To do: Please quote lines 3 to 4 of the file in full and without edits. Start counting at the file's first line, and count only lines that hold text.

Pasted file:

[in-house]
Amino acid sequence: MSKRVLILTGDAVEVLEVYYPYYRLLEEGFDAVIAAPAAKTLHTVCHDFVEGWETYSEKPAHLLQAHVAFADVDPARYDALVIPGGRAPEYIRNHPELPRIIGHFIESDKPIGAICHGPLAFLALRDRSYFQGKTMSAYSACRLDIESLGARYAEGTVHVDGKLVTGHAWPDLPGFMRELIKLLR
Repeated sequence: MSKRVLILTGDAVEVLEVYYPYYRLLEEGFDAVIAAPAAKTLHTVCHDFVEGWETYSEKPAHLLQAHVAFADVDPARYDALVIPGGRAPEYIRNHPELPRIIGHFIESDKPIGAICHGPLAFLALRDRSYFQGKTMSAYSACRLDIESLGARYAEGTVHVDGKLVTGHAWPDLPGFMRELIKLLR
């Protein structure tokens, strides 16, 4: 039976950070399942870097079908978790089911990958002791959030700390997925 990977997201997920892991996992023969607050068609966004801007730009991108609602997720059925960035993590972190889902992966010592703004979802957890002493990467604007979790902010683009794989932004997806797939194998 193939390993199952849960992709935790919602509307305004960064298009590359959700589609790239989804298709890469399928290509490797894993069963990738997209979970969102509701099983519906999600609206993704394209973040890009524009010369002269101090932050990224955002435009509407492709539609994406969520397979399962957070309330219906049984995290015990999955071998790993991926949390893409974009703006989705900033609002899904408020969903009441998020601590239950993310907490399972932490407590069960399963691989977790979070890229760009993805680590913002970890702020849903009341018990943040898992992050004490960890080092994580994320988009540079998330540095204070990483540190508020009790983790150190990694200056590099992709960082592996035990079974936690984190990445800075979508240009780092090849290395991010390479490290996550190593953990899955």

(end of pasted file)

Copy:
Repeated sequence: MSKRVLILTGDAVEVLEVYYPYYRLLEEGFDAVIAAPAAKTLHTVCHDFVEGWETYSEKPAHLLQAHVAFADVDPARYDALVIPGGRAPEYIRNHPELPRIIGHFIESDKPIGAICHGPLAFLALRDRSYFQGKTMSAYSACRLDIESLGARYAEGTVHVDGKLVTGHAWPDLPGFMRELIKLLR
């Protein structure tokens, strides 16, 4: 039976950070399942870097079908978790089911990958002791959030700390997925 990977997201997920892991996992023969607050068609966004801007730009991108609602997720059925960035993590972190889902992966010592703004979802957890002493990467604007979790902010683009794989932004997806797939194998 193939390993199952849960992709935790919602509307305004960064298009590359959700589609790239989804298709890469399928290509490797894993069963990738997209979970969102509701099983519906999600609206993704394209973040890009524009010369002269101090932050990224955002435009509407492709539609994406969520397979399962957070309330219906049984995290015990999955071998790993991926949390893409974009703006989705900033609002899904408020969903009441998020601590239950993310907490399972932490407590069960399963691989977790979070890229760009993805680590913002970890702020849903009341018990943040898992992050004490960890080092994580994320988009540079998330540095204070990483540190508020009790983790150190990694200056590099992709960082592996035990079974936690984190990445800075979508240009780092090849290395991010390479490290996550190593953990899955």